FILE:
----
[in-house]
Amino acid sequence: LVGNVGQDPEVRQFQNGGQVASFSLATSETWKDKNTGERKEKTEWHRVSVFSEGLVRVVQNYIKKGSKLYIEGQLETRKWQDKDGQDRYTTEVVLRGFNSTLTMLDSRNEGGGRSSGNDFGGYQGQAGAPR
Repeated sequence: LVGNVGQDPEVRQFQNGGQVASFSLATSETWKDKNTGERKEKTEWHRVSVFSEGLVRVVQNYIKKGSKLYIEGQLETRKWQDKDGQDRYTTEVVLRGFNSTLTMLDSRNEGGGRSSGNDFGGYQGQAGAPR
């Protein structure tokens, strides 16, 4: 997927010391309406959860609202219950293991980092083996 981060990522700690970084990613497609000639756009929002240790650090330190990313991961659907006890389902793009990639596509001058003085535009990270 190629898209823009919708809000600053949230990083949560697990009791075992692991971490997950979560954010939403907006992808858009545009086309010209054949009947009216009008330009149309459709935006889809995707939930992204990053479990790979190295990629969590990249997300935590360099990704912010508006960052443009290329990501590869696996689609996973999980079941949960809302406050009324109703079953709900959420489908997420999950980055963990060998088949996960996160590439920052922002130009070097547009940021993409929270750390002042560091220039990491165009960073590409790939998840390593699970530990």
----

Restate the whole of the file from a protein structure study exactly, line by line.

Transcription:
[in-house]
Amino acid sequence: LVGNVGQDPEVRQFQNGGQVASFSLATSETWKDKNTGERKEKTEWHRVSVFSEGLVRVVQNYIKKGSKLYIEGQLETRKWQDKDGQDRYTTEVVLRGFNSTLTMLDSRNEGGGRSSGNDFGGYQGQAGAPR
Repeated sequence: LVGNVGQDPEVRQFQNGGQVASFSLATSETWKDKNTGERKEKTEWHRVSVFSEGLVRVVQNYIKKGSKLYIEGQLETRKWQDKDGQDRYTTEVVLRGFNSTLTMLDSRNEGGGRSSGNDFGGYQGQAGAPR
């Protein structure tokens, strides 16, 4: 997927010391309406959860609202219950293991980092083996 981060990522700690970084990613497609000639756009929002240790650090330190990313991961659907006890389902793009990639596509001058003085535009990270 190629898209823009919708809000600053949230990083949560697990009791075992692991971490997950979560954010939403907006992808858009545009086309010209054949009947009216009008330009149309459709935006889809995707939930992204990053479990790979190295990629969590990249997300935590360099990704912010508006960052443009290329990501590869696996689609996973999980079941949960809302406050009324109703079953709900959420489908997420999950980055963990060998088949996960996160590439920052922002130009070097547009940021993409929270750390002042560091220039990491165009960073590409790939998840390593699970530990």